Fear in The Crucible

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  • 0:04 Irrational Fears
  • 0:52 Fear or Evil
  • 1:36 Fear of Being Caught
  • 2:35 Fear of Being Alone
  • 3:30 Fear of a Bad Reputation
  • 4:35 Lesson Summary
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Lesson Transcript
Instructor: Kerry Gray

Kerry has been a teacher and an administrator for more than twenty years. She has a Master of Education degree.

In the Arthur Miller play, 'The Crucible,' fear runs rampant through Salem, Massachusetts, resulting in unreasonable accusations and ridiculous behavior. In this lesson, we will learn more about the part that fear plays in 'The Crucible.'

Irrational Fears

In the early 1980s, fundamentalist Christian groups attacked many of the most popular rock musicians of the time with accusations of backmasking, or sending subliminal messages that can be understood if their records are played backwards. The fear of children being exposed to messages of suicide, drugs, sex, and Satanism led to record burning, protests, and law suits, despite the fact that subliminal messages have never been proven effective.

This is just one example of how fear can create an unreasonable panic that drives people to think and act in ways that are not logical. In the play The Crucible by Arthur Miller, there are many different reasons why the people feel afraid. Let's look at ways that fear drives bad behavior in this play.

Fear of Evil

The townspeople in the play are terrified that the Devil resides within the forests surrounding their village and is looking for an opportunity to prey on the citizens. When Ruth becomes ill, it's assumed that the Devil has possessed her. Reverend Parris sends for an expert in another town to help identify and rid the village of the evil presence, but the people are scared.

Another character begs Reverend Parris to speak to the people to calm their fears. 'Let you strike out against the Devil, and the village will bless you for it! Come down, speak to them - pray with them. They're thirsting for your word, Mister! Surely you'll pray with them.' The fear of evil is what drives the townspeople to hysteria and irrational thinking.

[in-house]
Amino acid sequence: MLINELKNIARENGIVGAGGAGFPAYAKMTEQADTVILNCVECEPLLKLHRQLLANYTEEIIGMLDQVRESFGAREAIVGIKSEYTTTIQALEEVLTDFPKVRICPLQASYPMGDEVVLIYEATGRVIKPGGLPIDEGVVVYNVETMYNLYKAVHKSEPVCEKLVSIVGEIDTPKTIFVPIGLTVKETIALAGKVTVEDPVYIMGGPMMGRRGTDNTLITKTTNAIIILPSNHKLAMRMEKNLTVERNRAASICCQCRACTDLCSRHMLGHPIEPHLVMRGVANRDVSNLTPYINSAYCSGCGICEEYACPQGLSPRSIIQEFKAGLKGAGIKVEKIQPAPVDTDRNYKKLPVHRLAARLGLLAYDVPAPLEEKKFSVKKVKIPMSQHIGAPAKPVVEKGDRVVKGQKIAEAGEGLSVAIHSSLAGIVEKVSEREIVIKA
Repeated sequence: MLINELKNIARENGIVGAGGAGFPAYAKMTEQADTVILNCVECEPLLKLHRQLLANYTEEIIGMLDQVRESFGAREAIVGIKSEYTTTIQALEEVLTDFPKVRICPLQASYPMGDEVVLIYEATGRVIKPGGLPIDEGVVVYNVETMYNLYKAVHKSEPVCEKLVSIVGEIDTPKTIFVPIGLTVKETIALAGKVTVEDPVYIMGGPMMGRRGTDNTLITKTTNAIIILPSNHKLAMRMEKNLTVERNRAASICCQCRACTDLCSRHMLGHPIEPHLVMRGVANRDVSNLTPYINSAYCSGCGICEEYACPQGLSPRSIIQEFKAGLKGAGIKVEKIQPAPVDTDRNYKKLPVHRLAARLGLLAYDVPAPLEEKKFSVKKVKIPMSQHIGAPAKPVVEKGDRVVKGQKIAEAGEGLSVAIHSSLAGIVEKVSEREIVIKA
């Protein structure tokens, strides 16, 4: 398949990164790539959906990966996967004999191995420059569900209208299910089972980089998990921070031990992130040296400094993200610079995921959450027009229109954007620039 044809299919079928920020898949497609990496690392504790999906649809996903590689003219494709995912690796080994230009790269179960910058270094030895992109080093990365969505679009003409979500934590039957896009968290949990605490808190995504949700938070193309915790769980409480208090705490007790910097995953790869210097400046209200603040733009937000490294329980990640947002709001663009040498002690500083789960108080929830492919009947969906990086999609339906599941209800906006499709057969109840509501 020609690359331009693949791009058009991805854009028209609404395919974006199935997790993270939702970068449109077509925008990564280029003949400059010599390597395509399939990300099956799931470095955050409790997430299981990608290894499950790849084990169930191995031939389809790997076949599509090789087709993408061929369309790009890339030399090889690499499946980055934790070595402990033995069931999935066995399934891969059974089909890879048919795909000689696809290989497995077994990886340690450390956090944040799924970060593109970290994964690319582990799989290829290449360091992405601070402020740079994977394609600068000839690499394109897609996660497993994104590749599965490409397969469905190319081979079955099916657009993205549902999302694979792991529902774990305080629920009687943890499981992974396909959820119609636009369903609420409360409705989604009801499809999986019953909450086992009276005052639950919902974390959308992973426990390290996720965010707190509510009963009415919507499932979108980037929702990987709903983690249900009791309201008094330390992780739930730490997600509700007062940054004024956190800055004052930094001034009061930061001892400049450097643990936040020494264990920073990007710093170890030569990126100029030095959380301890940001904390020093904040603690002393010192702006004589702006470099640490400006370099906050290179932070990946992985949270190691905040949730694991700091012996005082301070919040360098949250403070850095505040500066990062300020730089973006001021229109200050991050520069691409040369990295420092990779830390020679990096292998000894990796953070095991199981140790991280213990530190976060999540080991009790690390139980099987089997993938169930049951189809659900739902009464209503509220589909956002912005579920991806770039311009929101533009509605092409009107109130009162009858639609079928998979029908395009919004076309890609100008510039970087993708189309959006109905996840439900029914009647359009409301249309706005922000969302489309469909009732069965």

Fear of Being Caught

But the townspeople in the play exhibit more than just a fear of evil. There is also a fear of being caught. Young friends, Abigail, Mary, Ruth, Betty, and Mercy, were dancing around a boiling pot and casting spells that Tituba, Reverend Parris' slave from Barbados, had taught them. Abigail drank blood and wished for her lover's wife to die. When Reverend Parris caught them, Betty and Ruth fainted.

In Salem during that time, had they been caught in what they were doing, they each would have been hanged or whipped, but because of her fear of punishment, Abigail forced the other girls to put the blame on Tituba and hide the rest. Abigail orders, 'Now look you. All of you. We danced. And Tituba conjured Ruth Putnam's dead sisters. And that is all. And mark this. Let either of you breathe a word, or the edge of a word, about the other things, and I will come to you in the black of some terrible night and I will bring a pointy reckoning that will shudder you.'

Fear of Being Alone

The play also touches on people's fear of being alone. Abigail is fired by her lover's wife, Elizabeth, when she finds out about the affair. Abigail is jobless, heartbroken, and concerned about her reputation. Not only does she drink blood in the forest in a spell to get rid of Elizabeth, she goes to her lover, John, and pleads with him to come back to her. She scolds, 'I know how you clutched my back behind your house and sweated like a stallion whenever I come near! Or did I dream that? It's she put me out, you cannot pretend it were you. I saw your face when she put me out, and you loved me then and you do now!'

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